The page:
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No School Thursday As CPS, Union Standoff Continues Over In-Person Learning

Chicago Public Schools and Chicago Teachers Union leaders said talks are ongoing as the district pushes for in-person learning while union members say classrooms are not safe during the Omicron surge.

Members and supporters of the Chicago Teachers Union demonstrate at Union Park on Jan. 5, 2022.
Colin Boyle/Block Club Chicago
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CHICAGO — Chicago Public Schools classes are canceled Thursday as the district and Chicago Teachers Union battle over in-person versus remote learning during the ongoing COVID-19 surge.

CPS locked teachers out of online classrooms Wednesday after the union Tuesday voted to move to remote learning. CTU members said they would not work in schools until Jan. 18, there’s an agreement with city and district leaders, or the city’s positivity rate, currently at 23.6 percent, falls to 10 percent.

RELATED: Chicago Teachers Say They Want To Return To Classrooms, But They Need Better COVID-19 Safety Measures

But CPS CEO Pedro Martinez and city officials have said they want in-person learning to be the default. He and Mayor Lori Lightfoot said the teachers union is engaging in an illegal work stoppage.

Martinez said just 10 percent of the district’s teachers reported to school buildings Wednesday.

“We had no choice but to cancel classes tomorrow,” Martinez said.

Starting Friday, Martinez said principals will be able to provide in-person instruction and other academic services “as long as we have the staff in the buildings.”

Lightfoot said they want “students and our teachers and our staff back on Friday,” and teachers who don’t show up to schools will not be paid.

“We will not pay you for an unlawful strike,” Lightfoot said. “We will not pay you to abandon your post and your children at a time when they and their families need us most. It will not happen on my watch.”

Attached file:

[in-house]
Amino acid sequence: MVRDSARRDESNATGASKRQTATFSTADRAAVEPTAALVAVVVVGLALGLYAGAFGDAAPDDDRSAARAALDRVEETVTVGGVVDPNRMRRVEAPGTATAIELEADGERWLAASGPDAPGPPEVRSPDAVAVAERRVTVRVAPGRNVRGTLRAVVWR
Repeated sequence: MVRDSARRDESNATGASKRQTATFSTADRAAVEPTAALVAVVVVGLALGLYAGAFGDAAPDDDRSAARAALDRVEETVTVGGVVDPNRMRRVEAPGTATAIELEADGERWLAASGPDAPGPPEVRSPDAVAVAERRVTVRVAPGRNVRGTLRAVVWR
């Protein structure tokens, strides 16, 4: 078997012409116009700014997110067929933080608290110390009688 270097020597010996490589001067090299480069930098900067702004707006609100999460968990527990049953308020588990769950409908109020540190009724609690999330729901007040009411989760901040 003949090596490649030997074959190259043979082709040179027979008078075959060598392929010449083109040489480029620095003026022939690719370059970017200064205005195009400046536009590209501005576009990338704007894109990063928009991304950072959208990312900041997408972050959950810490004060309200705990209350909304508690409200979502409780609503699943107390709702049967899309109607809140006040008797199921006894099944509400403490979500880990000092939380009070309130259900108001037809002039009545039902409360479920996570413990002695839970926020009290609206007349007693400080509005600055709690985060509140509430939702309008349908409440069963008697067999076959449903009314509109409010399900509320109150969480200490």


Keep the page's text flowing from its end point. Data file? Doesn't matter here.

Credit: Colin Boyle/Block Club Chicago
Pedro Martinez, CEO of Chicago Public Schools, left, and CDPH Commissioner Dr. Allison Arwady at City Hall on Nov. 16, 2021.

It’s not clear how long the impasse could last. Mayor Lori Lightfoot said Wednesday the city has filed an unfair labor practice complaint against the union and officials are considering litigation to compel teachers to return to their classrooms if negotiations continue to stall.

“We’d rather resolve this at the bargaining table,” Lightfoot said. “That’s in the best interest of all concerned.”

The mayor also casted doubt on the union’s timeline for potentially returning to classrooms.

“Don’t kid yourself that it’s going to be January 18. They first told us that it would just be today. … Do we have any guarantee from them that this arbitrary date that they picked will be the date? We don’t,” Lightfoot said.

Both sides have said they don’t want long-term virtual learning, but they disagree over key points about testing and using temporary virtual learning during this surge.

CTU President Jesse Sharkey told union members on a conference call the two sides have had “substantive” talks but there’s not been enough compromise from the district yet, the Sun-Times reported.